There's an earnings report for Intel (INTC) coming up after the close, and rather than regurgitate the same old rhetoric about how PC sales are bad so the company's shares are doomed, I'd like to make a few observations that could potentially be meaningful to investors.
Analysts Expect EPS To Be Down In Q2 From Q1 Levels
I took a look at the consensus analyst estimates and saw the following (also forgive the 4/15 earnings date - Yahoo Finance is off here):
So, analysts expect EPS to be down a tad, but revenues will be up. Interesting. Basically, what this says to me is that analysts do not expect the reduced excess capacity charges in Q2 to offset the increased 14nm startup costs. I believe there is some room for an upside surprise here, at least on gross margin guidance, should the excess capacity charges not be as bad as what is apparently expected.
Q1 Results ... PC Slump Primarily In Low ASP Segments
The decline in PC shipments Y/Y during Q1 2013 as forecasted by Gartner and IDC are probably very adversely affected by the continued death of the netbook. This means that while PC unit sales were down almost horrifically, the systems that got eaten up by tablets are probably the ones at the very low end. Think netbooks (which have been rapidly decaying and feature cheap processors) and entry level notebooks with Pentium/Celeron processors. The majority of the unit decline is likely to be in the $30 - $60 processor segments, which means that a richer mix of "Core" based products (especially in the popular hybrid PCs like the Lenovo Yoga and Microsoft (MSFT) Surface Pro) helps to soften the overall Y/Y revenue blow relative to the raw unit declines predicted.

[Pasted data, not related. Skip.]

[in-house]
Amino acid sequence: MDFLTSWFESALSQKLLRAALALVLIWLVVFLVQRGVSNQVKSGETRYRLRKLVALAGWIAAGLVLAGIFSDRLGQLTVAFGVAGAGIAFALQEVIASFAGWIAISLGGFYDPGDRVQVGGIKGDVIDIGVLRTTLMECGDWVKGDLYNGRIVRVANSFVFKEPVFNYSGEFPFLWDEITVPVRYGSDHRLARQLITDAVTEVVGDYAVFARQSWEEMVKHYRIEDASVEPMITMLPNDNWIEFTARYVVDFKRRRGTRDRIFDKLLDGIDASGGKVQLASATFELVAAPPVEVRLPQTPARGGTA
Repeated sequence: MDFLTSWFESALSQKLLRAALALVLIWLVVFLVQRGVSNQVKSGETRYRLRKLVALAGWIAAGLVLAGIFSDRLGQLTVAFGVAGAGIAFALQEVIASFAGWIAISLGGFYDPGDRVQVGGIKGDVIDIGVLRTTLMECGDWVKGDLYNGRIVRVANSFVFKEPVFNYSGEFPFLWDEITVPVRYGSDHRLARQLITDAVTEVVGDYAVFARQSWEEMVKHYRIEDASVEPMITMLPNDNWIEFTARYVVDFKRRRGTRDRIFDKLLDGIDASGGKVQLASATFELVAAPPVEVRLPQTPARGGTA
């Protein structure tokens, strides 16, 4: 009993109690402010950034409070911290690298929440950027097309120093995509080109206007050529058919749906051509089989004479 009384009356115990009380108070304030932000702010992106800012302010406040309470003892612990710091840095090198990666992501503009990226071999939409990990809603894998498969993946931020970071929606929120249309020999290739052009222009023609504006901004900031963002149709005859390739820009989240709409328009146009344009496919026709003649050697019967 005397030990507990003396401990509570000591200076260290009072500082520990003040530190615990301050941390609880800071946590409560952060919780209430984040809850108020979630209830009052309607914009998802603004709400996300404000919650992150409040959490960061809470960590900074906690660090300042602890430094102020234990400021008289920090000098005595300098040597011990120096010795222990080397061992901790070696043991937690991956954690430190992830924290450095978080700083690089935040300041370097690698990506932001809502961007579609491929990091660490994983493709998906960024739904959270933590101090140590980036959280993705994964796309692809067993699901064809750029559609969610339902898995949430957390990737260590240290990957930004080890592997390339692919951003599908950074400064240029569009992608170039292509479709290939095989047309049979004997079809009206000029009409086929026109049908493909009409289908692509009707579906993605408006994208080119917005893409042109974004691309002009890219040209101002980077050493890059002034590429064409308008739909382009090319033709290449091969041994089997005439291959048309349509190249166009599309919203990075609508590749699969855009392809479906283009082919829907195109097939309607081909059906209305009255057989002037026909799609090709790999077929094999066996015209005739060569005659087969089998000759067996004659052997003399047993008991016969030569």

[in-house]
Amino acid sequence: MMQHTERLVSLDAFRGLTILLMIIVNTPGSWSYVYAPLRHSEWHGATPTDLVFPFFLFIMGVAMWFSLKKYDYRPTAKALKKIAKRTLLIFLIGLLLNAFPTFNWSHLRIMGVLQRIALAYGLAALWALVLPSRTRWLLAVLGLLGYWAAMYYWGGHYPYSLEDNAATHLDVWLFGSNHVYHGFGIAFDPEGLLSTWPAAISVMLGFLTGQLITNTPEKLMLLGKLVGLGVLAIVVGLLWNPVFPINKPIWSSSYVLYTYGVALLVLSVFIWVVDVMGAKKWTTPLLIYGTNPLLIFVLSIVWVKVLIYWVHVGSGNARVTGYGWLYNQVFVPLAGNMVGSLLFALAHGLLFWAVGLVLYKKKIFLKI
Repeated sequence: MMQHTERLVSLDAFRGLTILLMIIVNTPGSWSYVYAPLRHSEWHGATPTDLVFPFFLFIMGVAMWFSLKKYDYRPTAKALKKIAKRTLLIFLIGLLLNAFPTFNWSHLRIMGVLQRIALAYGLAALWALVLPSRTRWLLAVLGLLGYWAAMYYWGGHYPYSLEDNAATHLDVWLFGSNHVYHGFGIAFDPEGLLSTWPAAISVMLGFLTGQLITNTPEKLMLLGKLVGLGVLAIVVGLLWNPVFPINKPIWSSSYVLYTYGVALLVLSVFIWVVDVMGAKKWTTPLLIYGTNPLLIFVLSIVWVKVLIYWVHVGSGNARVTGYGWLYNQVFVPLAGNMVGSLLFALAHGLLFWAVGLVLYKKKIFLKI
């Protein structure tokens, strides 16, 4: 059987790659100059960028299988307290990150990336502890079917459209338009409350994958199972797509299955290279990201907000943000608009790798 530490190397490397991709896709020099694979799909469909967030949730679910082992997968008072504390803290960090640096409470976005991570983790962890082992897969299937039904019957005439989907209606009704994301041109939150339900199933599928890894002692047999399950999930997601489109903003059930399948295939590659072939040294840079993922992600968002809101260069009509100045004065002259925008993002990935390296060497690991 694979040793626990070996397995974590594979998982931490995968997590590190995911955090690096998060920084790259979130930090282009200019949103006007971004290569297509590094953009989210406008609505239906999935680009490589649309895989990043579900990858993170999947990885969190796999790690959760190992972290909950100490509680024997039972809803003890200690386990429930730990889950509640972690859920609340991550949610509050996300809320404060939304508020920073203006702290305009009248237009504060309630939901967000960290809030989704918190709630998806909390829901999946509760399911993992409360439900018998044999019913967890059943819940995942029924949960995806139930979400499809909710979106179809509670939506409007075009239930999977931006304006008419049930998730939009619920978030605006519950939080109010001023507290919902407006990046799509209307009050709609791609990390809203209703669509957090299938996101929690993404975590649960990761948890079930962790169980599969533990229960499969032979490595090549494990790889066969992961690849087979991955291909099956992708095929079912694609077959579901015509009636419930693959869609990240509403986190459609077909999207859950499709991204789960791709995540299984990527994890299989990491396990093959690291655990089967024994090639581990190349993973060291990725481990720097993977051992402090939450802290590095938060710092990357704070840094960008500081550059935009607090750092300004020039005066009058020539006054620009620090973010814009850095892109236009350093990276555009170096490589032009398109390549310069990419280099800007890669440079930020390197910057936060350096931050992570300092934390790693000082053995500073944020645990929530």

In short: since Intel didn't warn, it seems likely that things aren't as bad as they "seem" on the ground. This is one likely explanation for just why that may be.
Server Chips Still Doing Well
While PC sales may be slumping, the cloud continues to boom. Intel sells the majority of the chips required for cloud computing today, and I believe that growth from these segments should help to offset the Y/Y decline in PC/netbook chip sales. Remember, Intel guided for a double-digit revenue increase in data-center group for 2013, so since Q1 was guided down Y/Y from 2012, it seems that in the absence of a pre-announcement, the data-center group chip sales may have, as Intel expected, picked up the slack.
So, we'll see how it goes. I don't have a crystal ball, so anything could happen. But my guess is that we come right in line with the midpoint on revenues, maybe a slight upside surprise on gross margins (Intel has played it very conservative on margins), and a Q2 that is entirely dependent on how much inventory OEMs are willing to build ahead of the PCs-with-Haswell launch. I expect that, too, to come in line with analyst estimates on revenues, with perhaps again an upside surprise on margins.
In any case, nobody should expecting miracles here. The growth story doesn't kick in until the second half of 2013 when Intel launches its flurry of new data-center and client products, so investors are still going to be skeptical for another quarter before the real action could happen.
Additional disclosure: I am short ARMH, and just to be crystal clear, I am long INTC.